For some of my teenage years, I was the solo clarinetist with the "International Youth Symphony," which was, at the time, an orchestra made up of members from lower southeast Michigan and southwest Ontario. As a clarinetist, I never had to worry much about how my embouchure needed to change to get different notes on those instruments. I never knew that the flute embouchure was such a "different animal" until lately.
Several years ago, I had a saxophone student that would switch registers on her saxophone but never use the octave key. I was intrigued as to why. She explained to me that it was "how you hit the different registers on the flute."
I just always assumed they had an "octave key" like everything else. Just goes to show you we can learn things if we don't assume we just know everything. I quickly helped her with that "problem" in her sax playing.
But as soon as I got home, I pulled out the flute I bought a few years before but "never got around to...." and started digging online to learn how to play it. I've been hit and miss with it until the last few weeks. Call it my Covid-19-induced foray into playing the flute. What better time than when you have all the time in the world?
Anyway, all of that is to say that a result, the stuff I've been posting about saxophone is done from a much different "angle" than the stuff I post about flute. In fact, this is my first "flute-related" post.
As I said, I'm relatively new to flute.
I'm working on it; and I'm actually recording myself as I play to eventually make a "one year progress" video down the road. But I'm a "doubler." My main instruments are sax and clarinet. I'm learning to play the flute from the perspective of an experienced musician with some "closely related experience."
I believe, though, that my approach to this from this "adult learner, already play something close" perspective might bring some unique perspective to people looking to learn how to conquer this wonderful instrument.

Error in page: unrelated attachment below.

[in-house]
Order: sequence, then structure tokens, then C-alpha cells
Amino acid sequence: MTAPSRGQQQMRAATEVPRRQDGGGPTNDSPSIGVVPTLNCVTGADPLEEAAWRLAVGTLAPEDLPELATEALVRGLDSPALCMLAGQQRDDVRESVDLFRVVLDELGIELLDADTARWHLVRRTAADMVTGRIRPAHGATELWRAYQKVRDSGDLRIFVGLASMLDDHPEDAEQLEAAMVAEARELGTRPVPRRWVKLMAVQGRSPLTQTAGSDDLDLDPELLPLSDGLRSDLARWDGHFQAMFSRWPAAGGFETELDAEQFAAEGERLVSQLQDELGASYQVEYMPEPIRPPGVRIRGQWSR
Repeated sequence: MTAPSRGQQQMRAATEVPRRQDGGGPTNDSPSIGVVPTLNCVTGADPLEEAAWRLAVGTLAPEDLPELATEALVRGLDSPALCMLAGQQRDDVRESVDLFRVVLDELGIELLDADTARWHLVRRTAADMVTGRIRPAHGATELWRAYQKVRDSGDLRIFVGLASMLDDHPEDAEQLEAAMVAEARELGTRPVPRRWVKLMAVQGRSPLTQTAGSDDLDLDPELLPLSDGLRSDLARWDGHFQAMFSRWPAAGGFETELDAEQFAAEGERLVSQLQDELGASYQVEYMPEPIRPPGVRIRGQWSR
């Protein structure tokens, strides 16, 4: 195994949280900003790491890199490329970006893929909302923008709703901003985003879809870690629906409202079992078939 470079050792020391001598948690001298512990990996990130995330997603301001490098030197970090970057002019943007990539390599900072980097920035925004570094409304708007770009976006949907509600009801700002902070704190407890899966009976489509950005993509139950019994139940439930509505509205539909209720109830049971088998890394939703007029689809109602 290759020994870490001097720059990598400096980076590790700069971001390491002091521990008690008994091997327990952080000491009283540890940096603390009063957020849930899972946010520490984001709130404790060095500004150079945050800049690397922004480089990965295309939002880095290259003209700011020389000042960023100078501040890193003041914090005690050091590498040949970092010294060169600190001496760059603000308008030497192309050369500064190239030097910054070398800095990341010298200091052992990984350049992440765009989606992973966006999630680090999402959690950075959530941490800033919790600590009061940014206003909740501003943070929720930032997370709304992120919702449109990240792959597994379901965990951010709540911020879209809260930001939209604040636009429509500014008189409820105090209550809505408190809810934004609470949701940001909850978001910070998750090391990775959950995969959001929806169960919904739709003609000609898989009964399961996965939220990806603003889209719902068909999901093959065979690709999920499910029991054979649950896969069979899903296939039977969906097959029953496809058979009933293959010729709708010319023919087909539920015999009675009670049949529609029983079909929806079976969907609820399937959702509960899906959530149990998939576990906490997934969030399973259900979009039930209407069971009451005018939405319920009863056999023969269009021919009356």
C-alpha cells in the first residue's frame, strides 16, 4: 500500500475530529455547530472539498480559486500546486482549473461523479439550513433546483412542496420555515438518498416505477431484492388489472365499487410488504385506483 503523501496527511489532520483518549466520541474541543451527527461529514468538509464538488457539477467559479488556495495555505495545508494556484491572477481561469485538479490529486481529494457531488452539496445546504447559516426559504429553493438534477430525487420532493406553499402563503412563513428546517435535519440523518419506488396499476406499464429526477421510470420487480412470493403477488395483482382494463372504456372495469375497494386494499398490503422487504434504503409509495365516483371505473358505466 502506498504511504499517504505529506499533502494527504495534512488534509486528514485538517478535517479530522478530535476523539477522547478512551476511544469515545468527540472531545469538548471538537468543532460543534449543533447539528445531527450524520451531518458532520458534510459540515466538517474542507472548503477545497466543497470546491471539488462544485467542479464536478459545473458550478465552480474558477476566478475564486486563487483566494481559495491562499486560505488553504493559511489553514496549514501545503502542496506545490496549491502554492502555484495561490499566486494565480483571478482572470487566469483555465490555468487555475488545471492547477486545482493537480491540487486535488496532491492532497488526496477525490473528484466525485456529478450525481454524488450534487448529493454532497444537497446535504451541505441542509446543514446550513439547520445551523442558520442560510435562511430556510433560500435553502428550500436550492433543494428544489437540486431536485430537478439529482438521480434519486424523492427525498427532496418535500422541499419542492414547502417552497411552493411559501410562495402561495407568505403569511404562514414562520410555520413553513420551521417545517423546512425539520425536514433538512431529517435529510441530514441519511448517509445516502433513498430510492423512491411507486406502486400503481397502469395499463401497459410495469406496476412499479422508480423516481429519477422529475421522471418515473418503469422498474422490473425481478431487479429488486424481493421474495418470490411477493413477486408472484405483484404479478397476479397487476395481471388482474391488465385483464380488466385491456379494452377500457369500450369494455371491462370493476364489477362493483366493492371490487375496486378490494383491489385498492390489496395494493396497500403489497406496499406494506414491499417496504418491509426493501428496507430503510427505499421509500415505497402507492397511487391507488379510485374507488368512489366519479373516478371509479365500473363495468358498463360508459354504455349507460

So I thought I would share some insights I've found with you; answers to questions like:
Where do you place the flute on your lips?
How do you find that sweet spot? And if you find it, how do you find it again later on? (I've got a tip for you on that.)
Why is my flute airy sounding?
Getting the sound is one thing. Getting a good sound takes some time, some practice and some good old "experimentation" because each player has a different relationship between lips, teeth, tongue, oral cavity and flute. In short, God made you unique and you need to find out how to make YOUR facial "setup" work for you.
How do I get the high notes with my flute embouchure? Are there any flute embouchure diagrams or videos that can help?
I've found some and want to pass them onto you. I think they will help. I found that understanding what I wanted my embouchure and airstream to do helped me know what I was "aiming for."
Perhaps my insights as to what is good flute embouchure from the perspective of a "flute newbie" will be helpful here.
Jeez, I don't want to be harsh. I know a lot of people mean well. But it seems not everyone who can play well can explain to others how they do it; teaching is a particular gift.
I also realize that I have a particular quirk (and I bring it up because I suspect I'm not the only one). My particular quirk is that I do much better learning to do something when I learn why I'm doing it. If someone tells me "blow like this," I realize that "like this" means different things to different people.
I always do well if I can know what the end game is. And for me, the "end game" isn't just knowing I "blow like this" or "blow like that." For me, knowing how the sound is produced on the flute gives me the why. Once I understood how the sound was created in the flute, I better understood what I was trying to do with the embouchure and the air stream.
I found a lot of bad (well, maybe just not-so-good) videos out there about how to shape the mouth but very little explanation sometimes about why I was doing that.
Something I found that actually worked for me
Everyone has a different way of learning and understanding. Like I said, for me, part of what helped me was understanding how the sound is made on the flute. There were a couple things that specifically helped me with this.